General Manager for "specific performance and damages with injunction, etc."' docketed as Civil Case No. 87-40960. It submits before this Court that the case involved a meritorious cause of action; and that the preliminary injunction issued therein at its instance by Judge Marcelo R. Obien is proper, and should not have been temporarily restrained by this Court, as it did by the Resolution dated July 15, 1987. It argues that its permit or contract to operate cargo handling services had been impliedly renewed by the PPA when two (2) out of the five (5) members of the committee evaluating its proposal for a ten-year extension of its permit, had signed a report favorable to it, as well as by the failure of the PPA to "exercise one of three options thirty (30) days prior to the expiration of the permit," as explicitly stipulated, to wit: "a. take over the cargo handling services itself; or b. conduct a public bidding therefor; or c. allow * * * (METROSTAR) to continue under terms and conditions as may be agreed upon." It also contends that equitable considerations impel concession, to it of relief, considering that it has not yet recovered the not inconsiderable sums that it had invested in carrying out its commitments under its one-year permit; that the predecessors of the incumbent officials of the PPA had induced it to continue to make additional investments by verbal statements evincing satisfaction with its services and inferring assurances of extension of its permit; and that many Filipino physicians and professionals based in the United States had invested in METROSTAR in the belief that it was a worthy business enterprise and out of a desire to help in the rehabilitation of the country's economy. It finally pleads for its employees, who would be rendered jobless by the cancellation of its permit.

METROSTAR's arguments are, on their face and in the light of all the attendant facts, without cogency or persuasiveness.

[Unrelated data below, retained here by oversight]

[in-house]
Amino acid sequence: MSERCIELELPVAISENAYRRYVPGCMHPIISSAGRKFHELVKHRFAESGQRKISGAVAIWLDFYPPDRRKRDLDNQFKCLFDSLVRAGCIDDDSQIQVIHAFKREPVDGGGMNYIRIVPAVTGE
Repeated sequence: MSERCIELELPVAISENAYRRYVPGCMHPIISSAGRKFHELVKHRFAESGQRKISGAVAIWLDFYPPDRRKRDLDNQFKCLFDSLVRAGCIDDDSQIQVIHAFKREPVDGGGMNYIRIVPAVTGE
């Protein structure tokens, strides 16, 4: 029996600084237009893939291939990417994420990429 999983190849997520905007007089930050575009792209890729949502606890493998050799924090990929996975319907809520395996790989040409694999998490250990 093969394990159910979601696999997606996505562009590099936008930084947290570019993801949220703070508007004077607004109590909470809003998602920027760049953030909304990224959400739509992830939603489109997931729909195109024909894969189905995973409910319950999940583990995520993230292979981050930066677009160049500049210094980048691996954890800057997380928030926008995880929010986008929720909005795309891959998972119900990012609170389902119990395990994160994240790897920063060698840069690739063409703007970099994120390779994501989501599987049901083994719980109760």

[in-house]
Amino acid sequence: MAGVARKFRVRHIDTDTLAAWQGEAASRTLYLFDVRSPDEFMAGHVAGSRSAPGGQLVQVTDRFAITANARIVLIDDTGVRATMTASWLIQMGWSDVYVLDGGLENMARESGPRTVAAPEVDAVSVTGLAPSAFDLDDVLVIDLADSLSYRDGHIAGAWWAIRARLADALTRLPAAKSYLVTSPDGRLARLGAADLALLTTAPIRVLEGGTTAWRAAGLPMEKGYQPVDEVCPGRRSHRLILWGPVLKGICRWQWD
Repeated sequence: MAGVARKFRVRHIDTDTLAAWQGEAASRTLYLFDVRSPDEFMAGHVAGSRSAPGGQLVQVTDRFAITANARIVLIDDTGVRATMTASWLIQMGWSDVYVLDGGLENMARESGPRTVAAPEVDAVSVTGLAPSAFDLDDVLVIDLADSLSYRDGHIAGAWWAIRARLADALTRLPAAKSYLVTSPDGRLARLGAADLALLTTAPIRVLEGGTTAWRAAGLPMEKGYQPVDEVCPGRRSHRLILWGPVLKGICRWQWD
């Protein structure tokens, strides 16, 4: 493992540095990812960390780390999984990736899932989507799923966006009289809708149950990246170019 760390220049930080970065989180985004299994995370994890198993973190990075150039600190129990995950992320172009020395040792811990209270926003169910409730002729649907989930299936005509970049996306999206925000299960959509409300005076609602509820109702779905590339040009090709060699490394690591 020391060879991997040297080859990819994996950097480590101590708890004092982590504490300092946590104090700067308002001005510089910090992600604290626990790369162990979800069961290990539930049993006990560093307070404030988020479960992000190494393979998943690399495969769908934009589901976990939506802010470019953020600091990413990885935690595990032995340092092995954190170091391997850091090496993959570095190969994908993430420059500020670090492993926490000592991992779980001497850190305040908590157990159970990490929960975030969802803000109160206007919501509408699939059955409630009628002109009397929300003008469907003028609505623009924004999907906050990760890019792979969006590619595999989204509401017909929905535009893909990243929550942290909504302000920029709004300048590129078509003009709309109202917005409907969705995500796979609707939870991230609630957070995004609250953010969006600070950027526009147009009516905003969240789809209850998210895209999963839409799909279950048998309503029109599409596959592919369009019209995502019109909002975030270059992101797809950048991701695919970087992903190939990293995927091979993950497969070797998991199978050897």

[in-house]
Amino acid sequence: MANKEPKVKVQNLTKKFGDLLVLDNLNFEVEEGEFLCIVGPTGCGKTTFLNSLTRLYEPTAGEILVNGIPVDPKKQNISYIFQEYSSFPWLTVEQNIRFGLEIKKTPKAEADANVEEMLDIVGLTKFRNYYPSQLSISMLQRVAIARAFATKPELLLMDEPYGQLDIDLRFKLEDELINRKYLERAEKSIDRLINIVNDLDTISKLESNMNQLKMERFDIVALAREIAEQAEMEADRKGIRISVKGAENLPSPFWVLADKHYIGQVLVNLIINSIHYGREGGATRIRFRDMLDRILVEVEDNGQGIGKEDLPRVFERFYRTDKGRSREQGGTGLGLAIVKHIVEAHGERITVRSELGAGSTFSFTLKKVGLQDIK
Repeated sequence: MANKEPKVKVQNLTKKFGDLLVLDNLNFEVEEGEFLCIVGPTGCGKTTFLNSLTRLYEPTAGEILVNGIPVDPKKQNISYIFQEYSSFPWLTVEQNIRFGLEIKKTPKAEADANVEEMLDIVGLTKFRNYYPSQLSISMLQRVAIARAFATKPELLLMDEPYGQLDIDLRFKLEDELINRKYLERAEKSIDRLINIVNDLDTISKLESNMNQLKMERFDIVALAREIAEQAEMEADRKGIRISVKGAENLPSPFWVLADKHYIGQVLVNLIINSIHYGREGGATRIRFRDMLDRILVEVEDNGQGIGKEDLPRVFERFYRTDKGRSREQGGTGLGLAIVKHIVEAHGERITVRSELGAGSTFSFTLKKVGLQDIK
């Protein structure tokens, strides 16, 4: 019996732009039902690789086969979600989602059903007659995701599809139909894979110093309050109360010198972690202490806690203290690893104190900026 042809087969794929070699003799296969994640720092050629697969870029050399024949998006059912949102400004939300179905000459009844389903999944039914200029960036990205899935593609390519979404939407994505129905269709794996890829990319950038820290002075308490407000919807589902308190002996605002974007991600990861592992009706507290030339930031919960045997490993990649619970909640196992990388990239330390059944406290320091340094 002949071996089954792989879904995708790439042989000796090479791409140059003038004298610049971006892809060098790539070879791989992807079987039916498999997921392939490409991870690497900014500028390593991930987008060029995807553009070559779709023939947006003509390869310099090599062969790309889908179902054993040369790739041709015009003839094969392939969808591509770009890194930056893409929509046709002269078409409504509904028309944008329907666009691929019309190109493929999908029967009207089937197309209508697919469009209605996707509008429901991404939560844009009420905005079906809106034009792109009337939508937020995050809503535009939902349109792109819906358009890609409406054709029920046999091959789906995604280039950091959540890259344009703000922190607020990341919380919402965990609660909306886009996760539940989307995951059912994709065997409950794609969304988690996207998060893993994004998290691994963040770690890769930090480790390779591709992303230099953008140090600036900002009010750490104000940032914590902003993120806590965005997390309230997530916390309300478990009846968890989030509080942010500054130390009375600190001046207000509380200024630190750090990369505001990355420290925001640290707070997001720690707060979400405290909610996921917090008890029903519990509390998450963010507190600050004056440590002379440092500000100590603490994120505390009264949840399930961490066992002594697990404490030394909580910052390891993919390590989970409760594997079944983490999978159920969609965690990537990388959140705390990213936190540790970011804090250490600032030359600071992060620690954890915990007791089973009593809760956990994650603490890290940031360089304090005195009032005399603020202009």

Its claim of implied renewal of its permit should be rejected out of hand. Admittedly, the "favorable report and recommendation" of the committee has not to this day been completed, having been signed by only two out of the five members thereof, and has never been submitted to the PPA for official action. Considering its incomplete state, it is intriguing, to say the least, that a copy of the report should have found its way into METROSTAR's hands. In any event, as the PPA points out, the report is not favorable to METROSTAR at all. It is noncommittal, in that it leaves the ultimate decision to the PPA itself, although it urges that METROSTAR's capacity be inquired into with some care in view of the tremendous capital entailed by the undertaking of all essential and necessary services in the international container port terminal. Its claim of failure by the PPA to effectively terminate its contract cannot be accorded weight, for under the circumstances above set forth, the PPA had plainly and unmistakably made known its intention against any extension of METROSTAR's one-year permit which expired on July 20,1987, and that METROSTAR should submit itself, together with other interested applicants, to public bidding to be conducted precisely for the purpose of selecting the party to which the permit to operate the services in question for the succeeding years would be awarded.

Neither does METROSTAR's invocation of equity induce persuasion as to the validity of its position. When its stockholders and its supporters decided to invest money in the project covered by the permit granted to METROSTAR, they knew, or ought to have known, that the permit was for a definite term of one year, ending on July 20, 1987, and that renewal thereof was not by any means a certain thing but entirely dependent upon future negotiations and developments. They may not therefore plead their investment as cause for entitling them to an automatic renewal of their corporation's permit. And the alleged verbal representations of the former head of the PPA, assuming correctness of METROSTAR's understanding thereof, cannot of course bind the incumbent officials.

What has become clear from a consideration of all the relevant factors and circumstances is that METROSTAR's remedy is not in any judicial process but in the procedures laid down by the PPA in relation to generally accepted business usages germane thereto. Also clear is that under the facts, METROSTAR in the first place was not entitled to a preliminary injunction against the public bidding set by the PPA.

As regards METROSTAR's avowed concern for its employees, it needs but be pointed out that the new contractor, chosen by public bidding, is obliged "to utilize and employ members of the existing labor force as may be needed * * *."

Upon the foregoing premises, the Court Resolved to GRANT the petition and to annul and set aside the challenged Order of respondent Judge Obien dated July 14, 1987 in Civil Case No. 87-40960 and the corresponding writ of preliminary injunction, for having been issued with grave abuse of discretion. The "Urgent Motion to Lift Restraining Order" filed by METROSTAR on July 16, 3987 is accordingly DENIED.


Teehankee, C.J.. Narvasa, Cruz, Paras,[*] and Gancayco, JJ., concur.

[*] Designated as special member of the First Division.